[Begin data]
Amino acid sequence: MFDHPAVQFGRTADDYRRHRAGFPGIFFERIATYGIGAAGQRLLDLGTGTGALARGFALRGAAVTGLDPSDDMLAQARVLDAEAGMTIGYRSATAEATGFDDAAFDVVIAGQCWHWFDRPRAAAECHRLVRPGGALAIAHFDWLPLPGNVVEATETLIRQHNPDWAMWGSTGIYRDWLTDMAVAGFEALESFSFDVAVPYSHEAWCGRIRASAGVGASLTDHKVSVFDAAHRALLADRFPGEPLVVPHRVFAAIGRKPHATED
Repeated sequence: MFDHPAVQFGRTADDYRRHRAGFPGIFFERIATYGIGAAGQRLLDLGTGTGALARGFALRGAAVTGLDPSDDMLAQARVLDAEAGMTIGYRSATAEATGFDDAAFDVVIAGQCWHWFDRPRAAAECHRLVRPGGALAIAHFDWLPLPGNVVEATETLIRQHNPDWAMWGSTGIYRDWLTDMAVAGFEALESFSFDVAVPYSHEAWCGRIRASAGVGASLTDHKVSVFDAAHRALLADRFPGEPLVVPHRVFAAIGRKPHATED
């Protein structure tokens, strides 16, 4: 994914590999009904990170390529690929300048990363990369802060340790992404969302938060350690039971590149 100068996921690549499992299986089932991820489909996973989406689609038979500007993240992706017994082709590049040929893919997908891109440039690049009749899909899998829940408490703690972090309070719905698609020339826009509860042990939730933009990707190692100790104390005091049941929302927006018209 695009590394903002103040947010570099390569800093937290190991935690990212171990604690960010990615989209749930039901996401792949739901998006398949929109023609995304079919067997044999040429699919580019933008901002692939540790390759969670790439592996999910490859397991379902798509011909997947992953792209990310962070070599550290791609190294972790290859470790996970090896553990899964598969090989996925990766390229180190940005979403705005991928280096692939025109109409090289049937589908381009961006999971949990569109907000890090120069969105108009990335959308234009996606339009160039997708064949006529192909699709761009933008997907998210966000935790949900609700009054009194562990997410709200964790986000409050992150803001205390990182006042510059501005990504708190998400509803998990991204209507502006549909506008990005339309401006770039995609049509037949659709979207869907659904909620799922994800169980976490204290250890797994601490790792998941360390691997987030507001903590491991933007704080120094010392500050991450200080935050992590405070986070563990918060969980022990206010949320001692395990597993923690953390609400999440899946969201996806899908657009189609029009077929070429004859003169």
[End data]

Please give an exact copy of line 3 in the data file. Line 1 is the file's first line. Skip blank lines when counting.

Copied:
């Protein structure tokens, strides 16, 4: 994914590999009904990170390529690929300048990363990369802060340790992404969302938060350690039971590149 100068996921690549499992299986089932991820489909996973989406689609038979500007993240992706017994082709590049040929893919997908891109440039690049009749899909899998829940408490703690972090309070719905698609020339826009509860042990939730933009990707190692100790104390005091049941929302927006018209 695009590394903002103040947010570099390569800093937290190991935690990212171990604690960010990615989209749930039901996401792949739901998006398949929109023609995304079919067997044999040429699919580019933008901002692939540790390759969670790439592996999910490859397991379902798509011909997947992953792209990310962070070599550290791609190294972790290859470790996970090896553990899964598969090989996925990766390229180190940005979403705005991928280096692939025109109409090289049937589908381009961006999971949990569109907000890090120069969105108009990335959308234009996606339009160039997708064949006529192909699709761009933008997907998210966000935790949900609700009054009194562990997410709200964790986000409050992150803001205390990182006042510059501005990504708190998400509803998990991204209507502006549909506008990005339309401006770039995609049509037949659709979207869907659904909620799922994800169980976490204290250890797994601490790792998941360390691997987030507001903590491991933007704080120094010392500050991450200080935050992590405070986070563990918060969980022990206010949320001692395990597993923690953390609400999440899946969201996806899908657009189609029009077929070429004859003169």